The subject of debate for many fans of "Dirty Mary, Crazy Larry" and Dodge Chargers is the color of the car used in the film.
The color of the Charger is a 1971-only Chrysler Corporation color "Curious Yellow" / "Limelight" (GY3), which is a light greenish-yellow color. This color was painted on the car by the film crew (as the color was not available in 1969), along with the horizontal racing stripe.
Many fans of the film swear to the yellow color of the car, but this is an easy error to make:
For years prior to the DVD release, the only availability of the film was on the rare occasion it was shown on television, or through less than legal "bootleg" copies of the film (both on DVD and VHS). Most illegitimate copies were dubs from the 1979 Magnetic Video Corporation version (which was the official 20th Century Fox release, and one of the first movies available on VHS tape in history), or directly from television. Either version was dubbed many times to make copies, which found their way to collectors, and eventually the internet.
As more and more copies were dubbed and distributed, the more and more the resulting tapes lost quality. Every time an analog VHS tape was dubbed, picture quality and color deteriorated, resulting in muted picture and color shifts. What was once a "Curious Yellow" light green / yellow color became just plain yellow in the translation. Thus, the "yellow" Charger.
Another factor to this misconception is the subtlety of the green hue to the paint. On some televisions, this greenish hue would be lost, once again, resulting in a "yellow" appearance.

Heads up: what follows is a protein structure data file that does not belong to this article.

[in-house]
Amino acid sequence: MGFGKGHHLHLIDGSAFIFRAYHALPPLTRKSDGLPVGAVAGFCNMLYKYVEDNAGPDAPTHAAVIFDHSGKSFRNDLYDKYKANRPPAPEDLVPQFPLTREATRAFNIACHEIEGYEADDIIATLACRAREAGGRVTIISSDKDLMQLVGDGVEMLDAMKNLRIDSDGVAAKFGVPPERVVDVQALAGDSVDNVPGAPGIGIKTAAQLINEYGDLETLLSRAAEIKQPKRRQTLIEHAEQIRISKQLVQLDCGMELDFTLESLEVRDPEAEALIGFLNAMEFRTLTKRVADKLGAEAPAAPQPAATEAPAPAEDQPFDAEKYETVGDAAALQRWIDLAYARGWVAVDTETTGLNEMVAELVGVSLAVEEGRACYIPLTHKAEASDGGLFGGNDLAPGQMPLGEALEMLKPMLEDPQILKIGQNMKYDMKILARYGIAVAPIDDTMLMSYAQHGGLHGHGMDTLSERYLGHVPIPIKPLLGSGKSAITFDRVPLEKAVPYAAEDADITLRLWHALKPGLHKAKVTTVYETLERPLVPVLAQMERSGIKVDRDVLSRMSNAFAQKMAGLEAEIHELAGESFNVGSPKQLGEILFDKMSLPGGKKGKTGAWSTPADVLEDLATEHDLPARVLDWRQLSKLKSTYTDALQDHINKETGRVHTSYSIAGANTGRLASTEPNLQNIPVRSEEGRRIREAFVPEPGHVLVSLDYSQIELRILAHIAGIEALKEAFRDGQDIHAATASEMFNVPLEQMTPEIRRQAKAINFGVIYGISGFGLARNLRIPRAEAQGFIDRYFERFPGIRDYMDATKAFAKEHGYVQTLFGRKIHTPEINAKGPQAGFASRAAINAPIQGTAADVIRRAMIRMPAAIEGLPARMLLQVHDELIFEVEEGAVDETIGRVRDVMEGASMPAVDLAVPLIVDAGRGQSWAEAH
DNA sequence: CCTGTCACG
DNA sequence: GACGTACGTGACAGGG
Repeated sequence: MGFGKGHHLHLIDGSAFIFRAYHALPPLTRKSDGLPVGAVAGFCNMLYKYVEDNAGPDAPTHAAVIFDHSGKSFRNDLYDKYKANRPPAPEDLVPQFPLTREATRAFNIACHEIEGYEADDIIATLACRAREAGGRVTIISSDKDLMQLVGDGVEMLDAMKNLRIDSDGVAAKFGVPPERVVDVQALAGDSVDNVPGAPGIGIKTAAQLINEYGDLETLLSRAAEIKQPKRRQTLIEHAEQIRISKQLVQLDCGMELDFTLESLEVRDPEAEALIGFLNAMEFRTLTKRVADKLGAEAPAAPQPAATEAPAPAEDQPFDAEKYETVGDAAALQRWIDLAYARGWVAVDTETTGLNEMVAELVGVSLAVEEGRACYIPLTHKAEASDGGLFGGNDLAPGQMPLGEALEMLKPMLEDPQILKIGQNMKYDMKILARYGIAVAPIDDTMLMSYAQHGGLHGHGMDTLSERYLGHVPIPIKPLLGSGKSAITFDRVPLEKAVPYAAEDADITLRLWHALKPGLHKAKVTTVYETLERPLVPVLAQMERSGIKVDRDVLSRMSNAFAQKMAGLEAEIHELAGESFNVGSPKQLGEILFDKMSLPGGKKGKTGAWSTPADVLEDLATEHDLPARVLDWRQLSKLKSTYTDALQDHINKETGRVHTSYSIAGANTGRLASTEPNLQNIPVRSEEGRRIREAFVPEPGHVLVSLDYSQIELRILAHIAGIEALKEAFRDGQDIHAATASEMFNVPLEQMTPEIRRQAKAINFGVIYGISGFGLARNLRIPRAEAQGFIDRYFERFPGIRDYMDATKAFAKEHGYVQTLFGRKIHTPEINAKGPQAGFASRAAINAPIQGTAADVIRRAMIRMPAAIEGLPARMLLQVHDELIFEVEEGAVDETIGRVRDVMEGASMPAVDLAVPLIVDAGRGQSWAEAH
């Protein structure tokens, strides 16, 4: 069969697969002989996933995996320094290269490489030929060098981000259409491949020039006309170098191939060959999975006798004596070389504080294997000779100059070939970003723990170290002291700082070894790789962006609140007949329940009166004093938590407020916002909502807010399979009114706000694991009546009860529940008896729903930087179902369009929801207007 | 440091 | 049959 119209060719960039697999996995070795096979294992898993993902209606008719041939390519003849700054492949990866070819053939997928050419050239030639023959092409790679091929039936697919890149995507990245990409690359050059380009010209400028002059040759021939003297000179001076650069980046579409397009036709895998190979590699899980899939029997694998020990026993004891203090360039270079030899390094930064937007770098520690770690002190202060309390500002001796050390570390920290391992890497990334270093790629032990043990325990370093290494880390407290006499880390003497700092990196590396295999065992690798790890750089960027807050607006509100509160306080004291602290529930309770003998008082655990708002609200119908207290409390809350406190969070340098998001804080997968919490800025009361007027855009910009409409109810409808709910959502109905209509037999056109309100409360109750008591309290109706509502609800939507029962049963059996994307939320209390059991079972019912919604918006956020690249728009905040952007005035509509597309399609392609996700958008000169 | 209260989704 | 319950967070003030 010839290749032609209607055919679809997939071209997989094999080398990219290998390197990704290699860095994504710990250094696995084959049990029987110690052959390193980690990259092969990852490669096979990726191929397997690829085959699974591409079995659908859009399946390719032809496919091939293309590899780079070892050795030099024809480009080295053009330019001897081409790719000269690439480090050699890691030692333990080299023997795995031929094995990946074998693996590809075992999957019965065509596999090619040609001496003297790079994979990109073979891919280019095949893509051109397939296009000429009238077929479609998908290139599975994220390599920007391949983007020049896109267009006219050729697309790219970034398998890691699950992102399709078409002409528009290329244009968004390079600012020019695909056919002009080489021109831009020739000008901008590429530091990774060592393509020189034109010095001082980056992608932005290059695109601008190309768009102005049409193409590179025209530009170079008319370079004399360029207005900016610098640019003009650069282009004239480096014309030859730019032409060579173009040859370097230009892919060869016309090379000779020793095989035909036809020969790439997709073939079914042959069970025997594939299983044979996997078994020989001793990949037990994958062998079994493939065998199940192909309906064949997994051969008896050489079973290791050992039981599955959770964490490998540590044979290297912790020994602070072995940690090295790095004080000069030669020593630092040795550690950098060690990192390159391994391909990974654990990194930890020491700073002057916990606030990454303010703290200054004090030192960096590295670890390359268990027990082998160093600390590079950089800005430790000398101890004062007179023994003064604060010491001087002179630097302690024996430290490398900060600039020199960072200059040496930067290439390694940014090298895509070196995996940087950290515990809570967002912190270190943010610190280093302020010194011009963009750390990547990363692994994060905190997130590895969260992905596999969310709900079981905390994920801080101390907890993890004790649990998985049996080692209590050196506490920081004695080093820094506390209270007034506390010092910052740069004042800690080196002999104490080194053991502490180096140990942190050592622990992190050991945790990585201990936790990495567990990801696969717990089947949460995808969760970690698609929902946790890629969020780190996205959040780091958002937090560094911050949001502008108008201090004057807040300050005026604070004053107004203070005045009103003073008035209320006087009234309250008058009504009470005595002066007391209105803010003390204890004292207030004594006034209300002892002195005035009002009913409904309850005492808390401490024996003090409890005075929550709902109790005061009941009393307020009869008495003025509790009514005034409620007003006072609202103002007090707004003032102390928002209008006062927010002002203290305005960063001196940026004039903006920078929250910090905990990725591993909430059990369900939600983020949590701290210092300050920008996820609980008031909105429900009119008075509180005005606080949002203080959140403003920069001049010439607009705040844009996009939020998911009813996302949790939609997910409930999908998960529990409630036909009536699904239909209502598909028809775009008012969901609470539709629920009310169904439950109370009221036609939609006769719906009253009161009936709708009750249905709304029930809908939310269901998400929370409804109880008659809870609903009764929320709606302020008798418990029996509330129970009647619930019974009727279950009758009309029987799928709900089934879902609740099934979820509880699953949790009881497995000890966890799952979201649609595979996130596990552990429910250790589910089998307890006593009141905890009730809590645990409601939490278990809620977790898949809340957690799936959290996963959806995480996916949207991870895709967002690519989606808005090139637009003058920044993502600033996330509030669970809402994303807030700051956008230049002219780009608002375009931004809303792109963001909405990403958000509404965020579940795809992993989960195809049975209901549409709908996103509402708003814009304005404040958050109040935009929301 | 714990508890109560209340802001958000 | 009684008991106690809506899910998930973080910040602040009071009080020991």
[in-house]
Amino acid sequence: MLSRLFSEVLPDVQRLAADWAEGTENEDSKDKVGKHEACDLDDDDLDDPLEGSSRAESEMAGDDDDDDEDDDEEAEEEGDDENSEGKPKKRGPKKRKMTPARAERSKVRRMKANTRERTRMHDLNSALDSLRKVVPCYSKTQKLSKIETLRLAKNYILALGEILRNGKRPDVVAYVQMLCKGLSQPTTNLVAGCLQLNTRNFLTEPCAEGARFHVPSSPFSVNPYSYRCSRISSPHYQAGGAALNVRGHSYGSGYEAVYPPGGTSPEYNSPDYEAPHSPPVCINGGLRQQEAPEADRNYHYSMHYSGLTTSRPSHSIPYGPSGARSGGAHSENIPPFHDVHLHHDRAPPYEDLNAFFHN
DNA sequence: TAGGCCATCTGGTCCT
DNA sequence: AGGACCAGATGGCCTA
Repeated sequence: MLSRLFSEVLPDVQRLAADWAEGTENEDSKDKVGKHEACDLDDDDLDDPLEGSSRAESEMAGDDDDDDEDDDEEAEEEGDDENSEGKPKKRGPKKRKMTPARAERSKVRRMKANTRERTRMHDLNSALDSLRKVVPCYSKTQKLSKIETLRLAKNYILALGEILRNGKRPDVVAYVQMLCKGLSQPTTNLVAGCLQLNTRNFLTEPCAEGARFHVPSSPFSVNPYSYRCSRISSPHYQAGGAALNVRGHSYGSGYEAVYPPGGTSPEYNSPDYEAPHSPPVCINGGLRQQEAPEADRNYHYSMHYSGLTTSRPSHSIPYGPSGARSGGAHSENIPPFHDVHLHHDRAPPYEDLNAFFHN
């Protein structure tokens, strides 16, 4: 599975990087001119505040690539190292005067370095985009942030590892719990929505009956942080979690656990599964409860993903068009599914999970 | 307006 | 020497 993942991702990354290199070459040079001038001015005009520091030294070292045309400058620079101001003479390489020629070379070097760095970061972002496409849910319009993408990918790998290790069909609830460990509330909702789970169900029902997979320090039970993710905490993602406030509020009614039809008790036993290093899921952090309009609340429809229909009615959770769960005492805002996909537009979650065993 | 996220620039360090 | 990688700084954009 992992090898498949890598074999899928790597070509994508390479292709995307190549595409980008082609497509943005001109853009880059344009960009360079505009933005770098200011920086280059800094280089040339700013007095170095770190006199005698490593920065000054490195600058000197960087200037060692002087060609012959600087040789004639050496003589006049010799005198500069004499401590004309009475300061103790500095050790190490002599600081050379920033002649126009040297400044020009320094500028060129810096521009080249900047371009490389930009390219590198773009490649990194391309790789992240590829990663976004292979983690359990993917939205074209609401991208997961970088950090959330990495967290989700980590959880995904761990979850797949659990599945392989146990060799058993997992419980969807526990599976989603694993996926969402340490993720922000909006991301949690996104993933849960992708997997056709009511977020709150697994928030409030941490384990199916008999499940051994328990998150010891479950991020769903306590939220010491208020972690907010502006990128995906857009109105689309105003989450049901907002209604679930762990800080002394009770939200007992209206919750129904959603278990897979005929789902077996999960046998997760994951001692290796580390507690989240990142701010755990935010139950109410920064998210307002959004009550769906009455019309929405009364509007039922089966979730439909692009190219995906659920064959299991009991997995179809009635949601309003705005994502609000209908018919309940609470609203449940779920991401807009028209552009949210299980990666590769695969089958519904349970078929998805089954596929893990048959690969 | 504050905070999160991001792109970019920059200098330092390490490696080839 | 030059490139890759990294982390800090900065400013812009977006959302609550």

The 2005 DVD release was directly from a newly-struck print from an original negative, and the greenish-yellow tint of the Charger is true.
SUPPLEMENTAL: Actually, the reason the car is remembered as yellow is because it WAS yellow in theaters and all film and video releases until the 2005 DVD... and that is because the film processors back in 1974 'corrected' the color of the film, not realizing the greenish tint they were seeing was NOT a lighting error. The same thing happened to the green orion slave woman in the first Star Trek pilot "The Cage" when the processors assumed the green was a mistake and kept correcting it to normal flesh tones...driving the director and crew crazy when they couldn't figure out why the girl looked normal after they spent so much time making her green. Bad communication is why the car always looked yellow. Only the DVD release of 2005 (and the coming 2011 re-release) show the car it its proper "Citron Yella" (not 'Limelight') hue. Those that swear the car was greenish yellow in the theatre are mistaken.